Google has apologised after the image recognition software in its new Photos app mistakenly labelled a black couple as “gorillas”, saying it is “appalled” at the gaffe and is taking immediate action to prevent such errors.
The internet giant was criticised on social media because of the label’s racist connotations after the offensive blunder was pointed out by a New York-based software developer who was one of the people pictured in the photos involved.
“Google Photos, y’all (messed) up,” Jacky Alcine said in a series of emphatic messages.
“My friend’s not a gorilla.”
Google acknowledged the sensitivity of the latest mistake and issued an apology.
“We’re appalled and genuinely sorry that this happened,” a spokeswoman told the BBC.
“We are taking immediate action to prevent this type of result from appearing.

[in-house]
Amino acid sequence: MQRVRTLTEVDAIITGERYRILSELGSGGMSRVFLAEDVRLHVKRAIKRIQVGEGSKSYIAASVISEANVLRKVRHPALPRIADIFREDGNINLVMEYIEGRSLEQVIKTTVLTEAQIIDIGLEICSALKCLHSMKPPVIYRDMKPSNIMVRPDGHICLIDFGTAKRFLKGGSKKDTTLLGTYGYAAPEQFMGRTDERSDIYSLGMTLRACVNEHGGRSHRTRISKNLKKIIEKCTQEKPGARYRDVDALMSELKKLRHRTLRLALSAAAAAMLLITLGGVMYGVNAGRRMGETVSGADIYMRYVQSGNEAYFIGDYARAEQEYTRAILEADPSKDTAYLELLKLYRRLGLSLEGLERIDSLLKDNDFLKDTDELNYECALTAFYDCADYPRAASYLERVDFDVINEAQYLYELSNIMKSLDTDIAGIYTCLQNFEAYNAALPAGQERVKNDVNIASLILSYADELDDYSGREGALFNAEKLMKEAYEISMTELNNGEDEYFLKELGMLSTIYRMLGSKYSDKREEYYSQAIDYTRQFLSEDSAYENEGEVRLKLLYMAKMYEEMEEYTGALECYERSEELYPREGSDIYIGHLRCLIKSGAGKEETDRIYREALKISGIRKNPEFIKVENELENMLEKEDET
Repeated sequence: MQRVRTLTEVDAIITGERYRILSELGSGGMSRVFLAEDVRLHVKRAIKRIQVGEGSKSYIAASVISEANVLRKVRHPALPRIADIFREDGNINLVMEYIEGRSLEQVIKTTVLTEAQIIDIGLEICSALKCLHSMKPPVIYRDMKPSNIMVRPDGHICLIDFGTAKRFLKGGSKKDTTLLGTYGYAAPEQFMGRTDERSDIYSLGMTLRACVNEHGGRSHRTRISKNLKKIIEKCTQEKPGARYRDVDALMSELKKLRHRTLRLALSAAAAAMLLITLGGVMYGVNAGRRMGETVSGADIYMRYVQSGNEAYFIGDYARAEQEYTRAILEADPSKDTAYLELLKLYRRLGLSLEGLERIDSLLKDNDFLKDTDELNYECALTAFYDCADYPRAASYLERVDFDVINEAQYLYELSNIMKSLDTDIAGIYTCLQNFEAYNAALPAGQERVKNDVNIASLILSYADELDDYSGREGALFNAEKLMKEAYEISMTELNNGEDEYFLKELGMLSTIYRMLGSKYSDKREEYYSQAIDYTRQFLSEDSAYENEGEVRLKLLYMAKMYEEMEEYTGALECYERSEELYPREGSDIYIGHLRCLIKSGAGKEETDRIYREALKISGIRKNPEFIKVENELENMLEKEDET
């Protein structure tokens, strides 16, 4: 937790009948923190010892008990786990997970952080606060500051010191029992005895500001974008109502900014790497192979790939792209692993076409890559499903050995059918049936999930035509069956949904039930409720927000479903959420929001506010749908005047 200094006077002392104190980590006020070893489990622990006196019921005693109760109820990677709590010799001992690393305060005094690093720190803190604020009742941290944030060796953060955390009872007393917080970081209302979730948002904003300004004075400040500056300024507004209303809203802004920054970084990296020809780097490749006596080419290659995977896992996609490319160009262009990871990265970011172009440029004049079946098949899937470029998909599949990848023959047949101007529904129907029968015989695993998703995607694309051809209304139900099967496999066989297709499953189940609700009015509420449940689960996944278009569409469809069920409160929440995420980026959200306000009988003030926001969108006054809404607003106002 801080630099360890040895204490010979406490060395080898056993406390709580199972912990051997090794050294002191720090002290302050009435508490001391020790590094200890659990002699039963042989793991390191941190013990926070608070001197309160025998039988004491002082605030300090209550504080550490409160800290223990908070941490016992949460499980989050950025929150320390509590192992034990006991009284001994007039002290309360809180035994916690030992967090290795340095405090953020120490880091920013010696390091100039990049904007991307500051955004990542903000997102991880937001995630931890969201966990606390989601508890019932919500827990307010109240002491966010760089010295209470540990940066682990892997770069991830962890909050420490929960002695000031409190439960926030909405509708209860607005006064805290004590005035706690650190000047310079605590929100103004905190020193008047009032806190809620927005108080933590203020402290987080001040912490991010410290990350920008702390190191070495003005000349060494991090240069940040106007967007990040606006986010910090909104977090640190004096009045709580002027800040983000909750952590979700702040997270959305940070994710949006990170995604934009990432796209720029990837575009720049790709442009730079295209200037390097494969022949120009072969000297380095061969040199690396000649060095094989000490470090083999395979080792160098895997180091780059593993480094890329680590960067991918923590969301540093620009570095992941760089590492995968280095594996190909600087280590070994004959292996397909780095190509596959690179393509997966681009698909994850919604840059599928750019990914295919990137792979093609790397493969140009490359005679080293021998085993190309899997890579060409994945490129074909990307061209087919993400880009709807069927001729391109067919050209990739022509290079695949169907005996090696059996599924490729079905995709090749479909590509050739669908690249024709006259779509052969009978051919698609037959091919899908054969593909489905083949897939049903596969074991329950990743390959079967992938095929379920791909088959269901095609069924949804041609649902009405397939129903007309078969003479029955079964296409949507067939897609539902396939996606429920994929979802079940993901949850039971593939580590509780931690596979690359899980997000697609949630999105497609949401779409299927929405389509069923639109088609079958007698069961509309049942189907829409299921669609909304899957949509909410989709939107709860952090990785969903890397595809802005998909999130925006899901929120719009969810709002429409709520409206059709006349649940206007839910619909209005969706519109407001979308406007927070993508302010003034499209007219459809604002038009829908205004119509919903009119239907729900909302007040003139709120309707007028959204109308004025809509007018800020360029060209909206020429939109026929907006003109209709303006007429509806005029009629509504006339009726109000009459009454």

“There is still clearly a lot of work to do with automatic image labelling, and we’re looking at how we can prevent these types of mistakes from happening in the future.”
This is not the first time Google Photos mislabelled one species as another. The news site iTech Post noted that the app was tagging pictures of dogs as horses in May.
And this was during the same month when Google released its overhauled photo app for smartphones, touting it as a major advancement in handling pictures.
“This is 100% not OK,” acknowledged Google executive Yonatan Zunger after being contacted by Alcine via Twitter.
“(It was) high on my list of bugs you ‘never’ want to see happen.”
Zunger said Google had already taken steps to avoid others experiencing a similar mistake.
He added it was “also working on longer-term fixes around both linguistics – words to be careful about in photos of people – and image recognition itself – eg better recognition of dark-skinned faces”.
But Alcine said he still had concerns.
“I do have a few questions, like what kind of images and people were used in their initial priming that led to results like these,” he said.
Google’s product automatically tags uploaded pictures using its own artificial intelligence software.